Tow vehicle specifications
A vehicle’s towing capacity is determined by its manufacturer and is based on factors such as the design of the vehicle, the vehicle’s rear axle load, the capacity of its tyres and the effect the laden trailer will have on the vehicle’s attitude, stability, durability and overall safety.
The maximum trailer load will be specified to ensure the combination is controllable and that it will not significantly shorten the life of the vehicle’s body and mechanical components.
Vehicle handbooks generally provide the following information:
- the maximum weight of the trailer without brakes, that can be towed by the vehicle,
- the maximum weight of a trailer with brakes, that can be towed by the vehicle,
- the maximum tow ball load, and
- any conditions (such as speed) relating to towing or additional equipment required
The maximum towing weight specified by the vehicle manufacturer equates to the trailer’s ATM. However some vehicle manufactures confuse matters by specifying towing capacity in terms of Gross Trailer Weight, which is another way of saying it, refers the trailer’s Aggregate Trailer Mass. Do not confuse the term Gross Trailer Weight with Gross Trailer Mass as in this regard they are different things. ATM and GTM are defined above as well as in the relevant legislation.
Tow ball load
Tow vehicle Axle Load
A Maximum Axle Load specification is sometimes given for vehicles, such as utilities, that are capable of carrying a load over the rear axle in addition to the load imposed by the trailer (the Ball Load). In cases where the total of the Ball Load and the load in the vehicle exceeds the allowable Axle Load, it will be necessary to reduce the load carried or, in some cases it may be possible to rearrange the trailer’s load, though it will be important to ensure trailer stability is not adversely affected by moving the load too far rearwards.
Some vehicle manufacturers impose reduced speed limits when towing. This may be across the board or it may be when the weight of the trailer exceeds a certain limit. Where such limits apply, this typically means that the vehicle is restricted to a maximum of approximately 80km/h, so it’s important to factor this into your purchase decision, particularly if you are intending to tow a trailer long distances.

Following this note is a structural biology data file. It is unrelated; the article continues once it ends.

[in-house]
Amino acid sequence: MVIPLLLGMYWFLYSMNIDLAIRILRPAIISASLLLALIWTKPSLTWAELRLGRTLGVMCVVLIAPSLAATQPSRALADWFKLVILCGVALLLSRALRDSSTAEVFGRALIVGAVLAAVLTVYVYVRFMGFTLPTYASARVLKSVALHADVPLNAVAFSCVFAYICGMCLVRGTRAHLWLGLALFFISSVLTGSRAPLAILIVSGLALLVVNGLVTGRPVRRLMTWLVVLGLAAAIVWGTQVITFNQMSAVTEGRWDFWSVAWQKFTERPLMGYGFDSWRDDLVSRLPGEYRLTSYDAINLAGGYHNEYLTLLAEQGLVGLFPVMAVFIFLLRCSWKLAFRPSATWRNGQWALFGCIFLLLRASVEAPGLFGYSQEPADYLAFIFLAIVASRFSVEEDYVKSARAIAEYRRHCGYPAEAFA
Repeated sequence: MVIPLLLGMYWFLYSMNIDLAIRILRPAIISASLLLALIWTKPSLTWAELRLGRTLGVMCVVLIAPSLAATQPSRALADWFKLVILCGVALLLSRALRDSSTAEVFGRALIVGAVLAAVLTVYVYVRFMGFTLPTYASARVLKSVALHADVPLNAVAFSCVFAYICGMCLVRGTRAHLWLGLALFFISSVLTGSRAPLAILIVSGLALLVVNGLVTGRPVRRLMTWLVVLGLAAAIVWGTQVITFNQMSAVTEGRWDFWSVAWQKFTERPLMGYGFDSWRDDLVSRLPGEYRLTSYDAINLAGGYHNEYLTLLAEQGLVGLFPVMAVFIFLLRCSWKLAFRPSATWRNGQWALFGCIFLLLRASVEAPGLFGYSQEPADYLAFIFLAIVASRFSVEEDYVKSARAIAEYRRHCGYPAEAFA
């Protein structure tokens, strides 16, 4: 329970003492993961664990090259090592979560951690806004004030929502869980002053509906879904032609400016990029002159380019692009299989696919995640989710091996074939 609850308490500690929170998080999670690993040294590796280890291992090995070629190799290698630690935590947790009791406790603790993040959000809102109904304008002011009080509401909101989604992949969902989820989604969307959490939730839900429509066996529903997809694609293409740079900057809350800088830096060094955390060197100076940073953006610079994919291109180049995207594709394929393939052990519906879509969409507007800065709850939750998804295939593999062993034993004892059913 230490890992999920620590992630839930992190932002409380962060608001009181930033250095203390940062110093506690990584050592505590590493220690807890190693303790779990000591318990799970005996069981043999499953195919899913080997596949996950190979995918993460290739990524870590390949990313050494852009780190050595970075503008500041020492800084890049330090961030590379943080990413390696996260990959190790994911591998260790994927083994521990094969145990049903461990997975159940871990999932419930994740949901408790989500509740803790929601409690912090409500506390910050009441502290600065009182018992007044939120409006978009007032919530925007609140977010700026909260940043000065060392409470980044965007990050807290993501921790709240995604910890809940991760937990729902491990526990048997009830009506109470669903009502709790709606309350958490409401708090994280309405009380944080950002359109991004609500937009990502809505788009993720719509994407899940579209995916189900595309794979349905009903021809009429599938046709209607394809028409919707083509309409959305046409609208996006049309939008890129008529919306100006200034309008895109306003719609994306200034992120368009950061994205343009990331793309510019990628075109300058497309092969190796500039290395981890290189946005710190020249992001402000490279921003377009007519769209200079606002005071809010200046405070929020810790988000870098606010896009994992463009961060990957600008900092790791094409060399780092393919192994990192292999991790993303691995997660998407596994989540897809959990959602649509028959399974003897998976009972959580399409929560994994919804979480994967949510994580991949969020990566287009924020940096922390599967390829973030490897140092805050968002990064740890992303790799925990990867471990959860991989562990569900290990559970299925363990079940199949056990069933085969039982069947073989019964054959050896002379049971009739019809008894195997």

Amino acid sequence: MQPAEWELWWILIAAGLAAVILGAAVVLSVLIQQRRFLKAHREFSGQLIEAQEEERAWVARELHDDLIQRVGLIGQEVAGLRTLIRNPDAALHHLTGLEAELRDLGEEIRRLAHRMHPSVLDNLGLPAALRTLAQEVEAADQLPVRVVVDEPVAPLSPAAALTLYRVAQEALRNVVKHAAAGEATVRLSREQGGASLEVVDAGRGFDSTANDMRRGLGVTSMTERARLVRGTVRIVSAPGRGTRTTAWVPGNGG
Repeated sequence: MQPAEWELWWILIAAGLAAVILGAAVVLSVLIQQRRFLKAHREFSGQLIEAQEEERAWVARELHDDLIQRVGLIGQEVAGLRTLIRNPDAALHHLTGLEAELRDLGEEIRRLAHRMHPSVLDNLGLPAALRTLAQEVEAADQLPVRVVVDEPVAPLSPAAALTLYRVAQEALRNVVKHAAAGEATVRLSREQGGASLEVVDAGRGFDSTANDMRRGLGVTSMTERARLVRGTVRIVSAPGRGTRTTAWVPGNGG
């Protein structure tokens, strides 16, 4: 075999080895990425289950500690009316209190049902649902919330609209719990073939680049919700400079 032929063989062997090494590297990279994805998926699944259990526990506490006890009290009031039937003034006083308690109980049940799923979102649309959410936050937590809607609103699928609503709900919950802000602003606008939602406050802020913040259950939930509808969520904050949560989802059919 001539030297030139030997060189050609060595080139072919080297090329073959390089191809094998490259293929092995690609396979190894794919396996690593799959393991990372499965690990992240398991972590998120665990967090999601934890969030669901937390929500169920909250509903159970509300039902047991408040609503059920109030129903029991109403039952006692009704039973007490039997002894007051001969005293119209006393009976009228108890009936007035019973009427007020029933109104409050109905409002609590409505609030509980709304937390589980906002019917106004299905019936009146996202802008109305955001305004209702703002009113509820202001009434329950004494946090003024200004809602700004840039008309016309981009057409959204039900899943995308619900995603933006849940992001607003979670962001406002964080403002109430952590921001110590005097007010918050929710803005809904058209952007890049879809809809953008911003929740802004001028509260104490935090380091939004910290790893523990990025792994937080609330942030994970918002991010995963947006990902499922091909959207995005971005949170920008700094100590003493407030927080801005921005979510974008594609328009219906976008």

Tow bar specifications
All tow bars made after July 1, 1988, and many made before this date, will have a plate attached that lists the maximum towing weight, the maximum ball load, and the make and model of vehicle the bar was designed for.
The vehicle’s specifications will always be the maximum the vehicle can legally tow, even if the tow bar is rated for a higher load. However if any of the tow bar specifications are lower than those given for the vehicle, the tow bar’s specification will override the vehicle’s specifications.
It is common to find tow bar specifications that differ from those given for the vehicle. This usually occurs where the bar is made for a number of different models in the range, or where light and heavy-duty tow bars are offered for the vehicle.
When dealing with older unmarked tow bars, it can be difficult to determine the bar’s capacity. We recommend in this case that you discuss the matter with a reputable tow bar manufacturer who may be able to provide professional advice about its suitability for the application.
Trailer information, design rules and legalities
Vehicle Standards Bulletin 1 is the ‘rule book’ for Australian trailer builders. It contains all the information you need to know about light trailer dimensions, lighting, brakes and much more.